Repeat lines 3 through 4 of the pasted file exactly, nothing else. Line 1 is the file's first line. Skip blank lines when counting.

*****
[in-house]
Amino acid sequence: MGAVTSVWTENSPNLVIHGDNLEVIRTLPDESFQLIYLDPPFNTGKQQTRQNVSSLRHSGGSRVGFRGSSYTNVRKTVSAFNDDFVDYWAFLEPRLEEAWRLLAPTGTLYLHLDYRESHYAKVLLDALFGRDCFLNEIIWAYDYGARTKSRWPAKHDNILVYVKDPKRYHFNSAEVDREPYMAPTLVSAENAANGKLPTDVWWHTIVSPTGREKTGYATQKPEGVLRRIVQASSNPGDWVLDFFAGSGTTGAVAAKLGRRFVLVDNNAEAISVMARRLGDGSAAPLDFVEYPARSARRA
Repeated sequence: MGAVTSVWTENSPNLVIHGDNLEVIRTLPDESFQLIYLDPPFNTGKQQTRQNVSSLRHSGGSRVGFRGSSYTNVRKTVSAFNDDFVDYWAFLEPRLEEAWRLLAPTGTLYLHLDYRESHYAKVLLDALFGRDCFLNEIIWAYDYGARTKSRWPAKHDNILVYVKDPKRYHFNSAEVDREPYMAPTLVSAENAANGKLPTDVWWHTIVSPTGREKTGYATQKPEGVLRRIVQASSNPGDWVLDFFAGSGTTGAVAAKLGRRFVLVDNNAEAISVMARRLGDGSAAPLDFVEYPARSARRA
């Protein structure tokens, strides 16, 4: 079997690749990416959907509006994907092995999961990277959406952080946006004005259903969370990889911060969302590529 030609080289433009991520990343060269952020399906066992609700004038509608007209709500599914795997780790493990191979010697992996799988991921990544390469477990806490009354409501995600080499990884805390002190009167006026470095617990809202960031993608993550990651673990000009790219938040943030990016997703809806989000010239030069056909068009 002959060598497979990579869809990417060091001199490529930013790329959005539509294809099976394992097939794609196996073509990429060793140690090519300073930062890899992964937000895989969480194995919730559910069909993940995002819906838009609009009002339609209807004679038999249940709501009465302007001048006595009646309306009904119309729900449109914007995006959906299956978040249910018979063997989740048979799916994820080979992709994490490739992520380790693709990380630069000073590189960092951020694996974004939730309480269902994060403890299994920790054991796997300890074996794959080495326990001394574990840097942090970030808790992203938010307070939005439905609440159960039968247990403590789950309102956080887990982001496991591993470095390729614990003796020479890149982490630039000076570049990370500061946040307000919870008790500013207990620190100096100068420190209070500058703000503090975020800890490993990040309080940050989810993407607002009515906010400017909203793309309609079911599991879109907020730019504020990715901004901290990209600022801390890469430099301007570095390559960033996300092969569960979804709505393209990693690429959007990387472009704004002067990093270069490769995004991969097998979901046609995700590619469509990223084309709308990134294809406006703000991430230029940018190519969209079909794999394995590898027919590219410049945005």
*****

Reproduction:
Repeated sequence: MGAVTSVWTENSPNLVIHGDNLEVIRTLPDESFQLIYLDPPFNTGKQQTRQNVSSLRHSGGSRVGFRGSSYTNVRKTVSAFNDDFVDYWAFLEPRLEEAWRLLAPTGTLYLHLDYRESHYAKVLLDALFGRDCFLNEIIWAYDYGARTKSRWPAKHDNILVYVKDPKRYHFNSAEVDREPYMAPTLVSAENAANGKLPTDVWWHTIVSPTGREKTGYATQKPEGVLRRIVQASSNPGDWVLDFFAGSGTTGAVAAKLGRRFVLVDNNAEAISVMARRLGDGSAAPLDFVEYPARSARRA
């Protein structure tokens, strides 16, 4: 079997690749990416959907509006994907092995999961990277959406952080946006004005259903969370990889911060969302590529 030609080289433009991520990343060269952020399906066992609700004038509608007209709500599914795997780790493990191979010697992996799988991921990544390469477990806490009354409501995600080499990884805390002190009167006026470095617990809202960031993608993550990651673990000009790219938040943030990016997703809806989000010239030069056909068009 002959060598497979990579869809990417060091001199490529930013790329959005539509294809099976394992097939794609196996073509990429060793140690090519300073930062890899992964937000895989969480194995919730559910069909993940995002819906838009609009009002339609209807004679038999249940709501009465302007001048006595009646309306009904119309729900449109914007995006959906299956978040249910018979063997989740048979799916994820080979992709994490490739992520380790693709990380630069000073590189960092951020694996974004939730309480269902994060403890299994920790054991796997300890074996794959080495326990001394574990840097942090970030808790992203938010307070939005439905609440159960039968247990403590789950309102956080887990982001496991591993470095390729614990003796020479890149982490630039000076570049990370500061946040307000919870008790500013207990620190100096100068420190209070500058703000503090975020800890490993990040309080940050989810993407607002009515906010400017909203793309309609079911599991879109907020730019504020990715901004901290990209600022801390890469430099301007570095390559960033996300092969569960979804709505393209990693690429959007990387472009704004002067990093270069490769995004991969097998979901046609995700590619469509990223084309709308990134294809406006703000991430230029940018190519969209079909794999394995590898027919590219410049945005």